A large River Red Gum tree in front of the former Mont Park Chronic Wards, now known as ‘The Terraces’. 2018. Image courtesy of Gary Cotchin.

There are many different species and sub-species of trees within, and surrounding the area previously known as Mont Park, now the Springthorpe Housing Estate in Macleod, an area that is the focus of our Local History Project and of this article in regard to its significantly valuable trees.

There have been a number of flora and fauna studies/surveys and reports conducted in and around this area, each for the most part, with a slightly different brief, where they were assessing a slightly different section of the area for a range of intended purposes.

In preparing to write this article, as I researched an array of reports to do with our local trees, it became increasingly apparent that two particular aspects of our trees are rather complicated to clarify for those of us that appreciate trees but have never really ‘studied’ trees.

Those two aspects were, identifying which tree is which species of tree, and perhaps even more complicated, which sub-species of tree.

The other aspect was in trying to estimate the age of a tree, particularly large living trees that pre-date the European Settlement that occurred in the area in the early 1800s.

When it comes to identifying a tree species and sub-species, the common approach is usually to look at the leaf of a tree and its shape, colour, and pattern. Other indicators include looking at the fruit, nut, or flower of the tree and its shape and colour, as well as studying the tree trunk/bark, the tree canopy, and the trees branch and overall tree structure amongst a range of other tree characteristics.

And when it comes to estimating the age of a living tree, the common approach is to estimate the Diameter at Breast Height [1] (or ‘DBH’) which in short is the circumference of the trees trunk at a height of 1.4 metres divided by Pi (or 3.14159).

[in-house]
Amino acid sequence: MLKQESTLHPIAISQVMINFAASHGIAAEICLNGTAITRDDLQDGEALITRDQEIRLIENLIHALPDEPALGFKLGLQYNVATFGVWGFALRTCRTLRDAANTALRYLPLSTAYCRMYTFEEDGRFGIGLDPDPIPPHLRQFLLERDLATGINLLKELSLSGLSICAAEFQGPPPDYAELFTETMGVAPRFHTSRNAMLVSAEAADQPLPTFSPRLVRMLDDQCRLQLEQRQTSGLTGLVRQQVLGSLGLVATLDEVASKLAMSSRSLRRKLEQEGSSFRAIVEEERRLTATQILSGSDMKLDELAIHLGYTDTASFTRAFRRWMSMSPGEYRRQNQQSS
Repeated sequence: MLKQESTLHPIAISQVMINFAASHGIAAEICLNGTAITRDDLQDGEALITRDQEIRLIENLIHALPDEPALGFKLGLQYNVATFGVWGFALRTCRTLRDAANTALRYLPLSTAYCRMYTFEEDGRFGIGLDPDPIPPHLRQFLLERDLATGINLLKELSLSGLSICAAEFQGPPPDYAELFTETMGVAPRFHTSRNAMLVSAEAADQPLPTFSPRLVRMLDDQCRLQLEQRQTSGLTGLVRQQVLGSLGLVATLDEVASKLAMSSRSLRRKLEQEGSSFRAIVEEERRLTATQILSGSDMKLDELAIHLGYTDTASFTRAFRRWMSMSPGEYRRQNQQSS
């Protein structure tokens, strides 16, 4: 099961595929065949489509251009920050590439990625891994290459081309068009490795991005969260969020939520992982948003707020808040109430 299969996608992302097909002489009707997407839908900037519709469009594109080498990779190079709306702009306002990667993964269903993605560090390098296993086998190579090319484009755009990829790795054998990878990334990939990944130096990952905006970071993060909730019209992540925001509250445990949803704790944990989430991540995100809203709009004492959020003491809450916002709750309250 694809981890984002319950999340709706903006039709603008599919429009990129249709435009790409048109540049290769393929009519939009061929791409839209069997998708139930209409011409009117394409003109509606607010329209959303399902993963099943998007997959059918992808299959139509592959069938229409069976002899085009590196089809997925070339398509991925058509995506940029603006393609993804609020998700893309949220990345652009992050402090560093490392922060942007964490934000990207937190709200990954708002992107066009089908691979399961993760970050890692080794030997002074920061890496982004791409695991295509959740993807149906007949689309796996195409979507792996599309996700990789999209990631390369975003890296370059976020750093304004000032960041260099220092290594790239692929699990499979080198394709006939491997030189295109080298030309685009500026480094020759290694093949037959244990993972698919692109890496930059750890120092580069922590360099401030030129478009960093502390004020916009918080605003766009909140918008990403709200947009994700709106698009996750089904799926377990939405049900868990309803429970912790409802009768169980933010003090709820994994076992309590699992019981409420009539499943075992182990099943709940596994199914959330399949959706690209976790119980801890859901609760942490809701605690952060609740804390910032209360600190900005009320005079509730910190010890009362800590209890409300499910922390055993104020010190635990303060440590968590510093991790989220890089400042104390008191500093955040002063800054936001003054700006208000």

Once the DBH is established, it is then multiplied by a ‘Growth Rate/Ratio’ that varies from species to species; a ratio that no doubt varies within a tree sub-species depending upon the local terrain and prevailing elements. Growth Rate is heavily dependent upon weather patterns as well, in the case of old River Red Gums, across centuries.

So, for the purpose of this article I was fortunate to receive a little assistance from a few people that are more educated than I am with regard to the species and sub-species of many of the trees around here. I also relied heavily on the wealth of information found in numerous Arborist Surveys.

Even then I have made ‘estimations only’ of the age of trees in some cases albeit that in the case of trees such as the Sugar Gum trees that form the Avenue of Honour in Cherry Street, we know for a fact that the larger trees in that line/stand of trees are all about 100 years old given that we know that they were all planted in 1919.

However, even in knowing this fact, the DBH of the two groups of Sugar Gum trees that were planted at the same time (in 1919, with a second planting in the mid 1900s) varies from tree to tree by about 10% – 15%.

In fact, of the 24 or so Sugar Gum trees that appear to have been planted as the Avenue of Honour in 1919 that are still there, most them vary in terms of their circumference from about 3 metres up to about 3.8 metres (a DBH range of about 0.95 metres up to about 1.21 metres).

Similarly, the 16 trees in the Avenue of Honour that also remain there from what appears to have all been part of the mid 1900s planting, vary in terms of their circumference from about 2.1 metres up to about 2.7 metres in circumference (a DBH range of about 0.67 metres up to about 0.86 metres).

So as mentioned, I have relied quite a bit on information contained within a number of the local tree surveys. These surveys have been completed over the past decades by Arborists that were for the most part engaged by local Councils or the land developers of the area.

One such tree survey was conducted in 1999 for the land developer Urban Pacific by the Arboricultural Consultants TREElogic [2].

This survey was carried out after the area had been closed down as a hospital precinct and was in the process of being developed into a housing estate, and where the clear intention by the developers was to preserve and where possible incorporate as much of the existing highly rated tree-scape as possible (see picture below) as well as the re-purposing of many of the hospital and hospital related buildings in the area as well (most of which are heritage listed).